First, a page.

Climate Change

O'Rourke discussed his views on climate and environmental policy last month during a talk at Columbia University. His approach, he said, would be to tell a story that conveyed the urgency of the problem because "there's a discount, economically and politically, on anything that's decades down the road."

He told the crowd that "Adam Sobel from Columbia University has told us that there will be more [Hurricane] Harveys. They will be more intense, more frequent, dump more rain, kill more people. I don't know how you get any more immediate than that."

O'Rourke said he supported the Green New Deal, which has been trumpeted by Represenatives Alexandria Ocasio-Cortez and Ed Markey, but was not sure it was politically feasible.

Either way, he said, climate change was an economic issue and should be presented that way because "whatever it is that we want to do, we'll no longer have the capital or the resources to achieve it, we've squandered the future."

Health Care

O'Rourke aligns with Senator Bernie Sanders on a universal health care system that covers all Americans. During a campaign event last year, O'Rourke called for "universal, guaranteed, high-quality health care for all."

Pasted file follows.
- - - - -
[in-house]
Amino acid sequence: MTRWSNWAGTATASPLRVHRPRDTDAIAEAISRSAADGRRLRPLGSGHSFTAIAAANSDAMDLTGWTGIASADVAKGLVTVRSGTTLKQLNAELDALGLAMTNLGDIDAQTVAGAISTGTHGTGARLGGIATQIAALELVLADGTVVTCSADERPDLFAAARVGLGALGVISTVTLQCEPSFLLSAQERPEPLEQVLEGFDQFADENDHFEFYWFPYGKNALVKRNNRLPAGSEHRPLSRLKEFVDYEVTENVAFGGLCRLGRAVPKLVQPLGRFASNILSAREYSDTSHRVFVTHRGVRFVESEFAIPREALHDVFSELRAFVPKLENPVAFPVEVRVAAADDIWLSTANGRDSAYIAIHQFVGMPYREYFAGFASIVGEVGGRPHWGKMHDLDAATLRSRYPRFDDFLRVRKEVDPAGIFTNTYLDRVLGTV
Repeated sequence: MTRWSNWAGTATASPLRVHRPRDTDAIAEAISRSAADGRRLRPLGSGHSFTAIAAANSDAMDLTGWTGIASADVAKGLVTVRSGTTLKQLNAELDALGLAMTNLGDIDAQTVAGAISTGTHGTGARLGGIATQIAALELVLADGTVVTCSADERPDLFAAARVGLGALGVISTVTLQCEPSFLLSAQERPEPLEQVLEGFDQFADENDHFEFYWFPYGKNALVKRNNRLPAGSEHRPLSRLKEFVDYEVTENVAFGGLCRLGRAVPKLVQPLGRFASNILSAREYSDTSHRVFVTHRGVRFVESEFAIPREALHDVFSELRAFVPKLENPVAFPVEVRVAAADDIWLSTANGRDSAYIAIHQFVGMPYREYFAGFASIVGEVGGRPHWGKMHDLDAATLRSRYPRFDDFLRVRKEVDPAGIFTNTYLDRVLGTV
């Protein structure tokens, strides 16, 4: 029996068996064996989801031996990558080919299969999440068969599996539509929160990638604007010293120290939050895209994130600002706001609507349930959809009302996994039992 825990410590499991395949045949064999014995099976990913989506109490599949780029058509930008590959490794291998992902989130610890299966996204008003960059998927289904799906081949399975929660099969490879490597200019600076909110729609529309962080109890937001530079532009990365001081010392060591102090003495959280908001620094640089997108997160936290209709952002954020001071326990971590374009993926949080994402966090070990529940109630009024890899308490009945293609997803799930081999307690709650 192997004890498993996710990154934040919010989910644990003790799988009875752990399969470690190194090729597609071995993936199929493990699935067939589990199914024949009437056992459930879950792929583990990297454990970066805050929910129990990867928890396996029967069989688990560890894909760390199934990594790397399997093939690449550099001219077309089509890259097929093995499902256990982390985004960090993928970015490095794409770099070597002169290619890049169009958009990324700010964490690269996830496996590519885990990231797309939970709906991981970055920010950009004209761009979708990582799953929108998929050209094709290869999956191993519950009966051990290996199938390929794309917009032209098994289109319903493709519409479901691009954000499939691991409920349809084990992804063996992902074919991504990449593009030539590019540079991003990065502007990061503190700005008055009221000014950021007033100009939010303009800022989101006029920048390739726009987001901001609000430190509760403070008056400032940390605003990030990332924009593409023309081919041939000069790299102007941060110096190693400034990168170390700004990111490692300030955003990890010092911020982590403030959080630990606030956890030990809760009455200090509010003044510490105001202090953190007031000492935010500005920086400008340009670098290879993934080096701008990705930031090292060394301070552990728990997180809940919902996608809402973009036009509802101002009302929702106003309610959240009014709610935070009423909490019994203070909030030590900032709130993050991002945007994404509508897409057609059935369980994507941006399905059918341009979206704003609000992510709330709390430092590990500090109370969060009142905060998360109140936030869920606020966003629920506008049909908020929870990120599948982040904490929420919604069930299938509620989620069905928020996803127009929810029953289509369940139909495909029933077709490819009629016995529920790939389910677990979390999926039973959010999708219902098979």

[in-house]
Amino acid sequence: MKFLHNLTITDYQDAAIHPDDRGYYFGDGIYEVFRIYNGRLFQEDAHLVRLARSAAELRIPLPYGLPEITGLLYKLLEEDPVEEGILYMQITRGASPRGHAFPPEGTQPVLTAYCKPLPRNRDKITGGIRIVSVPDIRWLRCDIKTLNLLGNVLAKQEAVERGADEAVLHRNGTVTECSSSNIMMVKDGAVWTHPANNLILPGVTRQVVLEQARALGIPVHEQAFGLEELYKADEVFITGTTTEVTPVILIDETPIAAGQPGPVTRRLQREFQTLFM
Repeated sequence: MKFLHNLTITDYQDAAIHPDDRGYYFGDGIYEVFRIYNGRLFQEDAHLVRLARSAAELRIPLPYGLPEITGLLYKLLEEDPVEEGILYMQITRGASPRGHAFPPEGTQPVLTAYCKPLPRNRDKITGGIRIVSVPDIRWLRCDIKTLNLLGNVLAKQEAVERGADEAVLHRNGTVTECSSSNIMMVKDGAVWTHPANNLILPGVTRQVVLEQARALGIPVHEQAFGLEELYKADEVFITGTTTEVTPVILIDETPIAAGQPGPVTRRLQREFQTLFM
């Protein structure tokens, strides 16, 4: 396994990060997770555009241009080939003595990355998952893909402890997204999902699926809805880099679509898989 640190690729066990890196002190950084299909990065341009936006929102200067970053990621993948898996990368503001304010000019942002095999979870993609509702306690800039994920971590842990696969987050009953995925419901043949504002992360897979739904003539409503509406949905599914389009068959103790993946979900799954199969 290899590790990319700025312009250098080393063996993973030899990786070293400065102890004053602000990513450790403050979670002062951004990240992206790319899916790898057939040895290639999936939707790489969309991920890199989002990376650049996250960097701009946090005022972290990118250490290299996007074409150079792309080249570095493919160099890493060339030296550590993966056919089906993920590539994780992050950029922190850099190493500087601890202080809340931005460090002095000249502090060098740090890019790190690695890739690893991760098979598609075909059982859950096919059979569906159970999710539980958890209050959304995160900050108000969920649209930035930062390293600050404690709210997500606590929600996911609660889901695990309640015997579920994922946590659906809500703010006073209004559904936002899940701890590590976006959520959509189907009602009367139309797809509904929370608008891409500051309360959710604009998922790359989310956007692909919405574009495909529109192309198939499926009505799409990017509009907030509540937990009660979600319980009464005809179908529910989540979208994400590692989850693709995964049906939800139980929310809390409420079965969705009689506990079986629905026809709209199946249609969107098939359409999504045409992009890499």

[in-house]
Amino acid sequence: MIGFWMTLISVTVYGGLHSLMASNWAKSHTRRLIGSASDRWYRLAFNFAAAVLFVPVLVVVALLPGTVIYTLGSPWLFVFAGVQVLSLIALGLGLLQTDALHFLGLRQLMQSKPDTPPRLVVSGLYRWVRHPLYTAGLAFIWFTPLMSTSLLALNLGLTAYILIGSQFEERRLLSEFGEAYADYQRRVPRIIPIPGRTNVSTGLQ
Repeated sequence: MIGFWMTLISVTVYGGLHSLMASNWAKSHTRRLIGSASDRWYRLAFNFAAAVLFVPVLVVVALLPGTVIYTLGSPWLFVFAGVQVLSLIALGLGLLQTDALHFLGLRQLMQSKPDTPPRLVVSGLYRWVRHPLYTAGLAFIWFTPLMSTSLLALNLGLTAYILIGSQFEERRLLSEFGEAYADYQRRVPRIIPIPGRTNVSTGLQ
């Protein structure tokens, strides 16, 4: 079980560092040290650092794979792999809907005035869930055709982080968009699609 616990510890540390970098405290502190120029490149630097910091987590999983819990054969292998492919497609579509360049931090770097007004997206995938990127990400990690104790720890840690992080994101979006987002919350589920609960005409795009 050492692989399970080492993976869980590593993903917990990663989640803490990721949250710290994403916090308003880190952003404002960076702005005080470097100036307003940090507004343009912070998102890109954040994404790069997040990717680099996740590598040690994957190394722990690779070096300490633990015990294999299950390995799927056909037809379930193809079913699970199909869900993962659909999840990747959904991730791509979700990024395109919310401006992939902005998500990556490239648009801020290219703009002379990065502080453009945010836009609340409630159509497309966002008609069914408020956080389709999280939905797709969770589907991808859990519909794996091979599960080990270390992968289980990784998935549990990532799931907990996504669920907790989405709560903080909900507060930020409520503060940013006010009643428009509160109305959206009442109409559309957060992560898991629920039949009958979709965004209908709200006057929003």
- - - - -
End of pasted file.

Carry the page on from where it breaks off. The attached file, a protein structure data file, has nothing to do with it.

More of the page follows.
He has also called for the strengthening of former President Barack Obama's Affordable Care Act and for the expansion of Medicaid.


O'Rourke has campaigned heavily against President Donald Trump's border wall and has gone so far as to say he would "absolutely take the wall down" if elected president.

"Walls don't save lives, they end lives," he said.

O'Rourke argued that a militarized border would backfire and increase the level of illegal immigration. "As we made it harder for people to cross into the United States, we made it less likely that once here they would attempt to go back to their home country," he wrote. "Fearing an increasingly militarized border, circular patterns of migration became linear."

O'Rourke has also called for a pathway to citizenship for immigrants brought into the country at a very young age.